• Thomas Knight

    If “the government is not here to serve us,” let’s get rid of it!

  • Melinda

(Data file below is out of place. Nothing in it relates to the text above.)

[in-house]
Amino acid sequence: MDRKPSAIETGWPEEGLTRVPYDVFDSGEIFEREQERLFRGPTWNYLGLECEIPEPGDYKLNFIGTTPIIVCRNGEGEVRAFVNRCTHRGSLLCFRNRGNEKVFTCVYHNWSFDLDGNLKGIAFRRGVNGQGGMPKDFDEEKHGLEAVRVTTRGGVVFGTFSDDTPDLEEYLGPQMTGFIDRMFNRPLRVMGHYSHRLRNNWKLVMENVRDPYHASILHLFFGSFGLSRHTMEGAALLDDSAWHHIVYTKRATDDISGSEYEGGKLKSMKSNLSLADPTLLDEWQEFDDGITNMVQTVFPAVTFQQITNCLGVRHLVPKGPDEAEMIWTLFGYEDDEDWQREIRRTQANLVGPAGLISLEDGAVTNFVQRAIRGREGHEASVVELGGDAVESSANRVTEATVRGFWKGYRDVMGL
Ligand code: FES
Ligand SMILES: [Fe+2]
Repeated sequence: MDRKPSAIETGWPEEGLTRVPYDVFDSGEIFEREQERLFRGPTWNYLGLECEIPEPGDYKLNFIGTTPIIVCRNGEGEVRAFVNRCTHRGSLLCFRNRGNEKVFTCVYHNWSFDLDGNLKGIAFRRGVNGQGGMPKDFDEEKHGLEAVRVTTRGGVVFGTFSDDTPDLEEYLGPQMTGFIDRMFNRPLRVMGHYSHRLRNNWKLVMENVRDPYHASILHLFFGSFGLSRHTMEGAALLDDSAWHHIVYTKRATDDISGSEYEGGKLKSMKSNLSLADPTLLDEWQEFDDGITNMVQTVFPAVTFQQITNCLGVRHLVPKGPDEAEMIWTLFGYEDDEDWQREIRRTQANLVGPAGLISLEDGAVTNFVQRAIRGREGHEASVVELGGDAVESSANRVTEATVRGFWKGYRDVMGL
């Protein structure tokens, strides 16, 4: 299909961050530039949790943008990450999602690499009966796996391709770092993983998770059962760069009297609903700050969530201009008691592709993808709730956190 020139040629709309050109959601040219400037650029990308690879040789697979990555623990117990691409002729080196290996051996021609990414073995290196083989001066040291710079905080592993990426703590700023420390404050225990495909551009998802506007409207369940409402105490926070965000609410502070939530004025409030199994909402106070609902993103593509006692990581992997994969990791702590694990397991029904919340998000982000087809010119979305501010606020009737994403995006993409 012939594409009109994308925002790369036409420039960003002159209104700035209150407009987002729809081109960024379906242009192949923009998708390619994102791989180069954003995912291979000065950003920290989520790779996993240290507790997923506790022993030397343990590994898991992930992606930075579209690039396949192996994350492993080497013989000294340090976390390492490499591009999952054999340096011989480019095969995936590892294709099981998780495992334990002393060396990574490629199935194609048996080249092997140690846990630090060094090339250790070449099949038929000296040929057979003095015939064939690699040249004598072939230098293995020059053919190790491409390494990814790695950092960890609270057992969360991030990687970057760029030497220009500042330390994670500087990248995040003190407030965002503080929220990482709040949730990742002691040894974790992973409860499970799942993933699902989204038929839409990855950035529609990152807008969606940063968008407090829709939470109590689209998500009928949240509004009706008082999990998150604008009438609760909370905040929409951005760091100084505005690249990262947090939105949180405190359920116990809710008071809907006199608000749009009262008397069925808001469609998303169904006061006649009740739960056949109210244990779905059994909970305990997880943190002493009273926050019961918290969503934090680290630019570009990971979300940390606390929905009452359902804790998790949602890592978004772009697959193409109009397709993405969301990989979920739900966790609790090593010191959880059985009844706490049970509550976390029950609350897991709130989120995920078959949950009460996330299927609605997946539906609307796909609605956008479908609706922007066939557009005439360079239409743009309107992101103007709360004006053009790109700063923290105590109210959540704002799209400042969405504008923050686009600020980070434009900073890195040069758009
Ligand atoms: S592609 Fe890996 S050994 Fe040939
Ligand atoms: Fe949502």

FrankE, seems to me lepage always has money for what he wants because it was stolen from programs it was intended for. Look at the way he and mayhew “misappropriated” designated funds from one dhs program then paid it back. One very important program that has funding appropriated for it in the budget every year is the Public Health Nursing Program but that program has been virtually dismantled due to the ineptitude of people like mayhew and peavey who, thankfully, is no longer the director of Mecdc. The funding was there but no nurses were being hired to replace those who retired or move on to other positions. What happened to that funding? What other programs has lepage stripped of their funding so he can pocket it? One huge problem with dhs is that they put people in charge of things they are not qualified to oversee, like peavey being director of the cdc and has absolutely no medical background. dhs likes to keep the thieves, liars and morally bankrupt while forcing the good workers out, that’s why zukas is still there after costing taxpayers over $500,000 on two lawsuits, one of which was inappropriate document shredding. She should have been fired like she was from a previous position she held in state government. lepage came up with money for huge pay increases for all the commissioners because, and the union went along with this, he denied employees a 3% pay increase two years ago, only gave them 1%. This year the union gave back the first half of this fiscal years pay increase. The employees voted for a 6% increase which they deserve but aren’t receiving it for the first half of this fiscal year because the union gave it back to lepage. In essence those employees are only getting a 3% pay increase not the 6% they voted for. Thank you MSEA!!! Your support of the employees is appreciated. NOT. So, that was a long way of saying how lepage gets his funding for what he wants.